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On November 10th Venezuelan President Hugo Chavez met with Colombian President Alvaro Uribe in Cartagena de las Indias to strengthen relations between the countries and discuss the possibility of constructing an oil pipeline through Colombia via el Río Meta. The pipeline would stretch over 1,000 kilometers, (625 miles), connecting the Venezuelan city of Maracaibo with the Colombian Pacific province of Chocó.

Venezuela, the world’s fifth largest producer of oil, is looking to diversify its markets. The International Energy Agency has projected a 15% increase in Chinese demand for oil. It has also been forcasted that Japanese consumption will rise. Ivan Orellana, Venezuela’s governor to the Organization of Petroleum Exporting Countries, commented that the projected increase in demand justifies higher shipping costs to the Asiatic countries.

As it stands, 60% of the Venezuelan crude oil is sold to the US via the Panama Canal. According to Julio César Vera, a Colombian Mines Ministry Oficial, the proposed agreement with Colombia would not only allow Venezuela to export to a greater number of countries but it would also create a route capable of accomodating even the largest of oil tankers.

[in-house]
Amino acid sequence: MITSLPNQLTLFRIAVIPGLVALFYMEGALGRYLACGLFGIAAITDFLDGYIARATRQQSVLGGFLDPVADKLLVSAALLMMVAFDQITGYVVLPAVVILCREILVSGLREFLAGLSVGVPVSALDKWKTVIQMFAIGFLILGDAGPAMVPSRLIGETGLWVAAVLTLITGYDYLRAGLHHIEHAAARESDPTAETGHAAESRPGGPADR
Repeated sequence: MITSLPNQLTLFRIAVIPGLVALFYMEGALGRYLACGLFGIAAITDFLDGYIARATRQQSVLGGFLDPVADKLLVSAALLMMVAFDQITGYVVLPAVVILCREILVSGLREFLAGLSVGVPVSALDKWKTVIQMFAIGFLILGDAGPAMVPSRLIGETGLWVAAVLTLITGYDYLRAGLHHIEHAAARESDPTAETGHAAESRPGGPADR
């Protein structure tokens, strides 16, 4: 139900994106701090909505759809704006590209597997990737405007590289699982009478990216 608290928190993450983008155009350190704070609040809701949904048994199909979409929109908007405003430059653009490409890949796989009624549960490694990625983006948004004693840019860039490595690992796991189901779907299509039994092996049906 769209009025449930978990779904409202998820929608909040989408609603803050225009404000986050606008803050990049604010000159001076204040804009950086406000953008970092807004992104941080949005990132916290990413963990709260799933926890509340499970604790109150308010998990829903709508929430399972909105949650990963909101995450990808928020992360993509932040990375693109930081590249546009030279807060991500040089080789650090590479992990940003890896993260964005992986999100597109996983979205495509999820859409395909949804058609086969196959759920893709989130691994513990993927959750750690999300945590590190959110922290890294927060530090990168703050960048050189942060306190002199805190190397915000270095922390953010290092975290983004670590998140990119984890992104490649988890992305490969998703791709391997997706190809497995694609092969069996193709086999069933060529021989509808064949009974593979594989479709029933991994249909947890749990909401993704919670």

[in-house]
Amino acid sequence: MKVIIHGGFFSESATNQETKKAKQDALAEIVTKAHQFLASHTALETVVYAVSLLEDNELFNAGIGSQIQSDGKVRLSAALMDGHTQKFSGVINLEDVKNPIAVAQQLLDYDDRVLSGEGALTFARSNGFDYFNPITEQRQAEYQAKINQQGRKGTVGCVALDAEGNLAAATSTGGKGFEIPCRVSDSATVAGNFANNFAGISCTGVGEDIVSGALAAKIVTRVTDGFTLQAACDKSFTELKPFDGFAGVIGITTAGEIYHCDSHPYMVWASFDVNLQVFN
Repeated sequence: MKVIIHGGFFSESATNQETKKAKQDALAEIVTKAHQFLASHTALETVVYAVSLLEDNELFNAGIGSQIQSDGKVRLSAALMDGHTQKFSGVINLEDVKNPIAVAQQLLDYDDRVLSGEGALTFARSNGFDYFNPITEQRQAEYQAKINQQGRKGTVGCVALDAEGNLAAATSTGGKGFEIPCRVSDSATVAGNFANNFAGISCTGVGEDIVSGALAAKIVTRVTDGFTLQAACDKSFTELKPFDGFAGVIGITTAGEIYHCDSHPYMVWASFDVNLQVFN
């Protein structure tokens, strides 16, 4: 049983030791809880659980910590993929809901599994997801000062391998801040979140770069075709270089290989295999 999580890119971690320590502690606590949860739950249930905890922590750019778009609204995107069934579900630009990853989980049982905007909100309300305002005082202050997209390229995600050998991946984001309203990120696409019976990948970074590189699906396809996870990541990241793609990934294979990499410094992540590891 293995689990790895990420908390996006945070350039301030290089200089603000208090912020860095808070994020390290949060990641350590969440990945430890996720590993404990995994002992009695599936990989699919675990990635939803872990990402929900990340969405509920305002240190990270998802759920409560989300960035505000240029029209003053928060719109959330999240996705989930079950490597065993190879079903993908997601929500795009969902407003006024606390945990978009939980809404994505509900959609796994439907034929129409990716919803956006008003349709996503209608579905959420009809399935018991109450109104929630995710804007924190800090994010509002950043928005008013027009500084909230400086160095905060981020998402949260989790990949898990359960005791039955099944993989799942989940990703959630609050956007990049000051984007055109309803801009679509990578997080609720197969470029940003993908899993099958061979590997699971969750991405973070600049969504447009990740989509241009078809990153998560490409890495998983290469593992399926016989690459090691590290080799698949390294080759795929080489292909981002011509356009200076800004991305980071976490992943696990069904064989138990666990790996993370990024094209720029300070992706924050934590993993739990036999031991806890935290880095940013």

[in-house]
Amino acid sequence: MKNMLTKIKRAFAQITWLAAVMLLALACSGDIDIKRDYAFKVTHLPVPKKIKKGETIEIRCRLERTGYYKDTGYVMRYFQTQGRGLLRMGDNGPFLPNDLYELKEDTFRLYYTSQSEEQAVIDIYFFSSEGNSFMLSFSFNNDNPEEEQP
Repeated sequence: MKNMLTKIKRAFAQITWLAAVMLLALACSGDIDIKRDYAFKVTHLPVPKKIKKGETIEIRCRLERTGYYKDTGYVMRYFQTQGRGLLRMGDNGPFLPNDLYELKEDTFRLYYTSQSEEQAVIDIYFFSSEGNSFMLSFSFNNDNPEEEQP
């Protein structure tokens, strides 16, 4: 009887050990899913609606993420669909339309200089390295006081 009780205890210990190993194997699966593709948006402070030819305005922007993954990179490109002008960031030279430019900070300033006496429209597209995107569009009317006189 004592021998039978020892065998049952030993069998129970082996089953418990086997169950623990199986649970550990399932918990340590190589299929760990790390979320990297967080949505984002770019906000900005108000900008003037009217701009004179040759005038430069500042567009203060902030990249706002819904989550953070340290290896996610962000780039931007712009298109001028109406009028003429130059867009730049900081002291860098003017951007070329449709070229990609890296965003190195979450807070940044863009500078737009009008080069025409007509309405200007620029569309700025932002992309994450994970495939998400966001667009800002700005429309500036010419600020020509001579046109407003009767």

Alfredo Rangel, executive director of the Bogota-based security and foreign affairs research firm, expects that this project would also benefit Colombia in that it is “[...] an opportunity to develop the Choco and outlets to the Pacific, which are very scarce and poorly developed.”

The project will be presented to both nations by the Andean Corporation of Promotion by the end of the month.

Chavez also took advantage of the summit to clarify that he in no way supported the Colombian guerrilla group, the FARC. “We reassure the Colombian peoeple that they should not believe the lie that they repeat in the North...” After concluding the reunion, Chavez, in a statement made to the press, said that if the rumors about alleged Venezuelan support for the Colombian guerrilla were true, he would be ashamed to meet with Uribe. He went on to say that Venezuela wanted peace in Colombia, as well as further integration, not only between Venezuela and Colombia, but throughout South America.